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NATIVE DOGWOOD blossoms used to define spring in Northwest gardens. Pacific dogwoods (Cornus nuttallii) bloomed snowy white against the deep-green backdrop of firs and cedars in my big, woodsy childhood garden. In the years since, I've discovered other forms of dogwoods, from the ground-hugging bunchberry to the yellow haze of March-blooming Cornelian cherry (Cornus mas). But it's that open, cream-tinged-with-pink blossom of our native tree that remains the quintessential dogwood. They're the earliest-blooming and tallest of the dogwoods. Unfortunately, they've proven susceptible to anthracnose, a nasty fungus that curls and browns dogwood foliage. The fungus thrives in the shady conditions beneath large trees where the air doesn't circulate very well, resulting in the decline of so many of these magnificent natives.
So if you're looking for dogwoods, disease resistance should be the goal. And you have plenty of good choices. Many of the named varieties of Pacific dogwood stay healthier in typical garden situations than the straight species. C. nuttallii 'Colrigo Giant' from the Columbia River Gorge has large white flowers 6 to 8 inches across. The leaves of C. nuttallii 'Gold Spot' are splashed and mottled with golden yellow, and the flowers (which are really colored leaf bracts, like poinsettias) are star-shaped. Both of these variations on the native dogwood are vigorous trees, can take some shade, need watering, and have good fall color. Cornus 'Eddie's White Wonder' is especially showy, a cross between the Pacific and Eastern dogwoods, with bright-red autumn color and wide, flat white flowers. Despite its fabulous flowers, it can look like a gangly adolescent into maturity because it lacks the stately form of its parents.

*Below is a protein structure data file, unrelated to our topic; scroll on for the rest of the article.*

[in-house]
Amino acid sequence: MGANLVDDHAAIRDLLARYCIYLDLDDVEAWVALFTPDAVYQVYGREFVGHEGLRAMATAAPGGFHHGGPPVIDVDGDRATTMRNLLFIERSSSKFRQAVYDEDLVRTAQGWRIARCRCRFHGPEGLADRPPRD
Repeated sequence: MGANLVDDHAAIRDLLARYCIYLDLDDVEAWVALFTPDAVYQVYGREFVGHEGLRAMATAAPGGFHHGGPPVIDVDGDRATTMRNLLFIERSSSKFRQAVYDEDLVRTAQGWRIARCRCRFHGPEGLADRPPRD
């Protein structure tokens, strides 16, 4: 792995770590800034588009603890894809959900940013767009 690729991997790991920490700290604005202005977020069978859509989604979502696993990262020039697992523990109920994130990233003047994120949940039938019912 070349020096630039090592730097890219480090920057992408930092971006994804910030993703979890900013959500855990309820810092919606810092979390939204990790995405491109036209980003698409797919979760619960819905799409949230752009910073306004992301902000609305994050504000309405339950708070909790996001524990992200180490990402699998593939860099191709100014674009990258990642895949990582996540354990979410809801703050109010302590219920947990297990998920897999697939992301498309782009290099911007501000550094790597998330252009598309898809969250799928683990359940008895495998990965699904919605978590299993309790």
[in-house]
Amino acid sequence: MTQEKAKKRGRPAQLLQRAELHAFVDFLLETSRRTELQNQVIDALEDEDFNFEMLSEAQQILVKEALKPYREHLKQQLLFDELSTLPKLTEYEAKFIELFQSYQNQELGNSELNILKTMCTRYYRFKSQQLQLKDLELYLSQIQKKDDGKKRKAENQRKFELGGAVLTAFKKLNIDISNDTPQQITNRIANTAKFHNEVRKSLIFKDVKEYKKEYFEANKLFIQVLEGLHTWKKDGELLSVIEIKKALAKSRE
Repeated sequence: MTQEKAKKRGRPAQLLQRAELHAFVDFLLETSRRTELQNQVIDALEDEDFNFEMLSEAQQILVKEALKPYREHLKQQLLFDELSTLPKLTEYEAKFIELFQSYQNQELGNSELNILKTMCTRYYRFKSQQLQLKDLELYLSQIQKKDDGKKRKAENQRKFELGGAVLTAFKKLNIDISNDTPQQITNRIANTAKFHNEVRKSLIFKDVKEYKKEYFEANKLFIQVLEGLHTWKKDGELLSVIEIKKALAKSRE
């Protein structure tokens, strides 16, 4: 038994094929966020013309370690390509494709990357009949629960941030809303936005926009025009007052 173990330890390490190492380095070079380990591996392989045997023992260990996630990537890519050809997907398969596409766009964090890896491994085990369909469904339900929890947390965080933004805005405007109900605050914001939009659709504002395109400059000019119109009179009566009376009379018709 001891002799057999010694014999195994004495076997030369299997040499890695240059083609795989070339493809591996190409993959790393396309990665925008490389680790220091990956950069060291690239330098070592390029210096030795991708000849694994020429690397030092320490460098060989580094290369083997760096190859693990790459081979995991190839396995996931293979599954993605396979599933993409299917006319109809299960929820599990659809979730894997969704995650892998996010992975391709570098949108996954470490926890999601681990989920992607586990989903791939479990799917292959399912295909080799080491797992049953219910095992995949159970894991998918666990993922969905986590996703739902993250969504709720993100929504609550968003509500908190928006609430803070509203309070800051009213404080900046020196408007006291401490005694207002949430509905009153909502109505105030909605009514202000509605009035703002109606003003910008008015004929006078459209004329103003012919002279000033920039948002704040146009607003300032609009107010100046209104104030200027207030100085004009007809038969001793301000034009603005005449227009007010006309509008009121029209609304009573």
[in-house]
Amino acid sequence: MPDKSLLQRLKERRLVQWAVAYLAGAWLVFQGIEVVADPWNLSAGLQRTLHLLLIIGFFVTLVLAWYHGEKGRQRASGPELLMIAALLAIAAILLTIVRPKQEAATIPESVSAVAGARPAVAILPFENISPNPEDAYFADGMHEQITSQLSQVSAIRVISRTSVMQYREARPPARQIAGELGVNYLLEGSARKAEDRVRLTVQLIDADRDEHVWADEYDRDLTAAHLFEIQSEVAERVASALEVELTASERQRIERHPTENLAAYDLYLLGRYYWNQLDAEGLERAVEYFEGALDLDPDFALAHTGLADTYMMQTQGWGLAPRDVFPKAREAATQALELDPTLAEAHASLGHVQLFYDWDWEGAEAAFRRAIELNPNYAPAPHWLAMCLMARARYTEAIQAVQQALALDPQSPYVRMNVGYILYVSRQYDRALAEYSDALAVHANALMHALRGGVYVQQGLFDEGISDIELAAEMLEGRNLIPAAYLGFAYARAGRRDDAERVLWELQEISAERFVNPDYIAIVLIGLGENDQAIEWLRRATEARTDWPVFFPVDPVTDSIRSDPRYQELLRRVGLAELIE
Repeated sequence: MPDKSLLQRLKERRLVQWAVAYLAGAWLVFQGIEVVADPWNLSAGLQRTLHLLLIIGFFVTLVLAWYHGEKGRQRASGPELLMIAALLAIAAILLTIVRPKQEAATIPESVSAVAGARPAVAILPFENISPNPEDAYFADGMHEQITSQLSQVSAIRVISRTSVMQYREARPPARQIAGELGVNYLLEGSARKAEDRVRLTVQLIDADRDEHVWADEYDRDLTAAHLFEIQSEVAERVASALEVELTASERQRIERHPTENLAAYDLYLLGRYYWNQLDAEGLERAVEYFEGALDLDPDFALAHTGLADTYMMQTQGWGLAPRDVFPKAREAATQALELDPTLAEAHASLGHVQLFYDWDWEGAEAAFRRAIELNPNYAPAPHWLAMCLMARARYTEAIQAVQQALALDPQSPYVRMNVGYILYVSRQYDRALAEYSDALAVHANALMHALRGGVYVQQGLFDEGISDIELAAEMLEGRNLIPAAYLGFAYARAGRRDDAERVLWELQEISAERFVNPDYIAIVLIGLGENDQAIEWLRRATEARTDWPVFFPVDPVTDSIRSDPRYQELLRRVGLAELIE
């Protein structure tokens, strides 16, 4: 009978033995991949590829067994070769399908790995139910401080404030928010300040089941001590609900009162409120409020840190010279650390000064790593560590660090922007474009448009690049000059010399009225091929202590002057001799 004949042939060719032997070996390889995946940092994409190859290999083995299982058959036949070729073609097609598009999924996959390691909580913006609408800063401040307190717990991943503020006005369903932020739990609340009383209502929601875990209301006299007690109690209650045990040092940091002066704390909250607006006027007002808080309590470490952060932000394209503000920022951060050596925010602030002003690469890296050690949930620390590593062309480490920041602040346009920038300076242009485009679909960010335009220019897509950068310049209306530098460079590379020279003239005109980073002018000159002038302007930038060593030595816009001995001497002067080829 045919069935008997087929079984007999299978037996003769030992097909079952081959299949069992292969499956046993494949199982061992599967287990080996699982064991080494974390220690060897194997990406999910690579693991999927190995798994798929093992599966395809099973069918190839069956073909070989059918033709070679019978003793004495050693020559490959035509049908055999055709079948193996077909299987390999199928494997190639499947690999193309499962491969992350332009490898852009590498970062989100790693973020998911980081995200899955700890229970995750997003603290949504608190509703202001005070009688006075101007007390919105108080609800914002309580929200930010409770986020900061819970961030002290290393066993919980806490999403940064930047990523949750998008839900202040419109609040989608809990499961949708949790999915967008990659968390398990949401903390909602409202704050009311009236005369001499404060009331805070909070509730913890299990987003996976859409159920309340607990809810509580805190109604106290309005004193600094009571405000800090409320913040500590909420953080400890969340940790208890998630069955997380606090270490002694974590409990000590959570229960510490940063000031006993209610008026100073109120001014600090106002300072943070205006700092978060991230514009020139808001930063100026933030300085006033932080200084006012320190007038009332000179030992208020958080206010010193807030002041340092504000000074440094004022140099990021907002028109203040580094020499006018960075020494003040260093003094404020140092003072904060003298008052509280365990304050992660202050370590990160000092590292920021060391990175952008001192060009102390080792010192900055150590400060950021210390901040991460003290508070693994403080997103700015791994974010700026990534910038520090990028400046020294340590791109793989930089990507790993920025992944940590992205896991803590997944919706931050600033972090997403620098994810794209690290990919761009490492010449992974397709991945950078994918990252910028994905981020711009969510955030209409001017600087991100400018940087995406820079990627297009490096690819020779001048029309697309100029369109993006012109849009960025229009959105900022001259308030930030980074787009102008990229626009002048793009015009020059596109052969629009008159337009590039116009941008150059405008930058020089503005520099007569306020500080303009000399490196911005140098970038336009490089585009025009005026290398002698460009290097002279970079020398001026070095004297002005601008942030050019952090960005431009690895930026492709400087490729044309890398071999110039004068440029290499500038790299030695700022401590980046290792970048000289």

For the most reliably healthy dogwoods, go with the magnificent clan of Cornus kousa, or one of the newer hybrids bred from them. These Asian trees have handsome, exfoliating bark, a naturally elegant shape, autumn fruit and pointy-tipped, star-shaped flowers. The sheer mass of bloom helps make up for their smaller size; in May the trees are smothered in soft pink or milky white. 'Wolf Eyes' is a shrubby, variegated version with flowers matching the pale edges of the leaves; the white flowers of C. kousa 'Gold Cup' are shown off by leaves centered in gold. 'Radiant Rose' has shell-pink flowers with an upward tilt that look as if each blossom is about to twirl off into space.
I have to admit to succumbing to one of the showy Cherokee dogwoods, lured by their small size and flashy foliage. These are focal-point trees that look best surrounded by plenty of green to tame their fireworks color schemes. C. florida 'Cherokee Chief' has rosy red flowers with red-tinged new growth. 'Cherokee Sunset' has deep-pink flowers and leaves margined in golden yellow. For a tiny garden, or to grow in a pot, C. florida 'Red Pygmy' is a true dwarf, staying under 3 feet for the first five years or so, and topping out at 7 feet after a decade. Despite the small scale of the tree, the dark-pink flowers are nearly normal size, creating quite a spectacle in late spring.
Eagerly awaited is one of the new dogwoods, bred at Rutgers University, called 'Starlight.' Its parents are the Asian and Pacific dogwoods, and as we would hope for our own children, it appears as if 'Starlight' has been blessed with the best attributes of each and the drawbacks of neither. The glossy green healthy foliage of C. kousa and the large, white open flowers of our native dogwood make it a stunner. In a year or so when 'Starlight' becomes more generally available, we'll learn if it's really the answer to anthracnose we dogwood worshippers have been hoping for.
In the meantime, you'll find practical advice for growing dogwoods as well as a mind-blowing variety of them in the dauntingly thorough book "Dogwoods" by Paul Cappiello and Don Shadow (Timber Press, $39.95).
Valerie Easton is a Seattle freelance writer and contributing editor for Horticulture magazine. Her e-mail address is email@example.com. Julie Notarianni is a Seattle Times news artist.
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